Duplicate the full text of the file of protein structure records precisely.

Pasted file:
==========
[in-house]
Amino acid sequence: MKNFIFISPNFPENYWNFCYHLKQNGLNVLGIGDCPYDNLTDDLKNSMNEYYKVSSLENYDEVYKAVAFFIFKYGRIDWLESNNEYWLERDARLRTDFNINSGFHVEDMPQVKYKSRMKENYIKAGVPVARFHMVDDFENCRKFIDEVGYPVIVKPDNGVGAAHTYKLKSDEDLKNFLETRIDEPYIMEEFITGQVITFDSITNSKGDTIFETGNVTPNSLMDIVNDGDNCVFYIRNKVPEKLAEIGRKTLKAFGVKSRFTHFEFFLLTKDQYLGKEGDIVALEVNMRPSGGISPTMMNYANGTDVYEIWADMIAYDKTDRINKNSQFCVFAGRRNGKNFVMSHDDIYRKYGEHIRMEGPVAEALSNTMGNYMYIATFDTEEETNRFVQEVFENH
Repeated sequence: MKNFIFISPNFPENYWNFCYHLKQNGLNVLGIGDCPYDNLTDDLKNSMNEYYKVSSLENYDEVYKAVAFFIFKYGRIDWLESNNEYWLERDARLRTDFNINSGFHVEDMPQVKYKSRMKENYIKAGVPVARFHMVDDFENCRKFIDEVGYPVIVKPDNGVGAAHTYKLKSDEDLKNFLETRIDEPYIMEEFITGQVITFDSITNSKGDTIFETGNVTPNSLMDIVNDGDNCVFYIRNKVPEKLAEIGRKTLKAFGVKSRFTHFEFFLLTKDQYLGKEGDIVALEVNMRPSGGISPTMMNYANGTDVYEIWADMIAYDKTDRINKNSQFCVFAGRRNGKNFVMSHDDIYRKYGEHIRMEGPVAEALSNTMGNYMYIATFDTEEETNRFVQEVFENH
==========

[in-house]
Amino acid sequence: MKNFIFISPNFPENYWNFCYHLKQNGLNVLGIGDCPYDNLTDDLKNSMNEYYKVSSLENYDEVYKAVAFFIFKYGRIDWLESNNEYWLERDARLRTDFNINSGFHVEDMPQVKYKSRMKENYIKAGVPVARFHMVDDFENCRKFIDEVGYPVIVKPDNGVGAAHTYKLKSDEDLKNFLETRIDEPYIMEEFITGQVITFDSITNSKGDTIFETGNVTPNSLMDIVNDGDNCVFYIRNKVPEKLAEIGRKTLKAFGVKSRFTHFEFFLLTKDQYLGKEGDIVALEVNMRPSGGISPTMMNYANGTDVYEIWADMIAYDKTDRINKNSQFCVFAGRRNGKNFVMSHDDIYRKYGEHIRMEGPVAEALSNTMGNYMYIATFDTEEETNRFVQEVFENH
Repeated sequence: MKNFIFISPNFPENYWNFCYHLKQNGLNVLGIGDCPYDNLTDDLKNSMNEYYKVSSLENYDEVYKAVAFFIFKYGRIDWLESNNEYWLERDARLRTDFNINSGFHVEDMPQVKYKSRMKENYIKAGVPVARFHMVDDFENCRKFIDEVGYPVIVKPDNGVGAAHTYKLKSDEDLKNFLETRIDEPYIMEEFITGQVITFDSITNSKGDTIFETGNVTPNSLMDIVNDGDNCVFYIRNKVPEKLAEIGRKTLKAFGVKSRFTHFEFFLLTKDQYLGKEGDIVALEVNMRPSGGISPTMMNYANGTDVYEIWADMIAYDKTDRINKNSQFCVFAGRRNGKNFVMSHDDIYRKYGEHIRMEGPVAEALSNTMGNYMYIATFDTEEETNRFVQEVFENH